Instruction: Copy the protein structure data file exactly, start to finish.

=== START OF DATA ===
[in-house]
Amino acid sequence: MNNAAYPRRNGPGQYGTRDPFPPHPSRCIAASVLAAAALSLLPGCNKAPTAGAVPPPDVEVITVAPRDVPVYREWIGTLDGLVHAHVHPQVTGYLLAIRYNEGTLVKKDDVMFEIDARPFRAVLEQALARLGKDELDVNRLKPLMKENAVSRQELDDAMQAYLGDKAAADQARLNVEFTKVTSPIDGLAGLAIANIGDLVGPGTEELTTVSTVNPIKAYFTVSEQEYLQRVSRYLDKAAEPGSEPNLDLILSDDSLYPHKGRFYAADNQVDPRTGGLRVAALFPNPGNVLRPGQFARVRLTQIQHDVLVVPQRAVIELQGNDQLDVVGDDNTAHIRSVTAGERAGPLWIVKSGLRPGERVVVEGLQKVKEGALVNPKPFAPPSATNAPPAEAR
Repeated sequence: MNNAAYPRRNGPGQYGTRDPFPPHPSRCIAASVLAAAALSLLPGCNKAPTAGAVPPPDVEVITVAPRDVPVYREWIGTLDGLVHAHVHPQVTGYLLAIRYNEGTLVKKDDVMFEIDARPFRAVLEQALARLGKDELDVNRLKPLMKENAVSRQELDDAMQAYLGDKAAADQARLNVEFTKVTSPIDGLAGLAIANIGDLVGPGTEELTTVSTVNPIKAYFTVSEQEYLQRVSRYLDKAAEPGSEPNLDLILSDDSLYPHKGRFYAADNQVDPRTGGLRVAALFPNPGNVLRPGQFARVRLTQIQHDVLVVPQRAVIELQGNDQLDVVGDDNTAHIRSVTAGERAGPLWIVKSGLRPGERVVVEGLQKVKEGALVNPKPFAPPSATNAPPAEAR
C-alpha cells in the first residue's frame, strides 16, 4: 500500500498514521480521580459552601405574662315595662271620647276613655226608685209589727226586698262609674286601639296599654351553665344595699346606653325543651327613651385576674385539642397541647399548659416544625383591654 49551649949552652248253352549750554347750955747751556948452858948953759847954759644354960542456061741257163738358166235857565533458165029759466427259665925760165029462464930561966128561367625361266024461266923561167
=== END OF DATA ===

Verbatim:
[in-house]
Amino acid sequence: MNNAAYPRRNGPGQYGTRDPFPPHPSRCIAASVLAAAALSLLPGCNKAPTAGAVPPPDVEVITVAPRDVPVYREWIGTLDGLVHAHVHPQVTGYLLAIRYNEGTLVKKDDVMFEIDARPFRAVLEQALARLGKDELDVNRLKPLMKENAVSRQELDDAMQAYLGDKAAADQARLNVEFTKVTSPIDGLAGLAIANIGDLVGPGTEELTTVSTVNPIKAYFTVSEQEYLQRVSRYLDKAAEPGSEPNLDLILSDDSLYPHKGRFYAADNQVDPRTGGLRVAALFPNPGNVLRPGQFARVRLTQIQHDVLVVPQRAVIELQGNDQLDVVGDDNTAHIRSVTAGERAGPLWIVKSGLRPGERVVVEGLQKVKEGALVNPKPFAPPSATNAPPAEAR
Repeated sequence: MNNAAYPRRNGPGQYGTRDPFPPHPSRCIAASVLAAAALSLLPGCNKAPTAGAVPPPDVEVITVAPRDVPVYREWIGTLDGLVHAHVHPQVTGYLLAIRYNEGTLVKKDDVMFEIDARPFRAVLEQALARLGKDELDVNRLKPLMKENAVSRQELDDAMQAYLGDKAAADQARLNVEFTKVTSPIDGLAGLAIANIGDLVGPGTEELTTVSTVNPIKAYFTVSEQEYLQRVSRYLDKAAEPGSEPNLDLILSDDSLYPHKGRFYAADNQVDPRTGGLRVAALFPNPGNVLRPGQFARVRLTQIQHDVLVVPQRAVIELQGNDQLDVVGDDNTAHIRSVTAGERAGPLWIVKSGLRPGERVVVEGLQKVKEGALVNPKPFAPPSATNAPPAEAR
C-alpha cells in the first residue's frame, strides 16, 4: 500500500498514521480521580459552601405574662315595662271620647276613655226608685209589727226586698262609674286601639296599654351553665344595699346606653325543651327613651385576674385539642397541647399548659416544625383591654 49551649949552652248253352549750554347750955747751556948452858948953759847954759644354960542456061741257163738358166235857565533458165029759466427259665925760165029462464930561966128561367625361266024461266923561167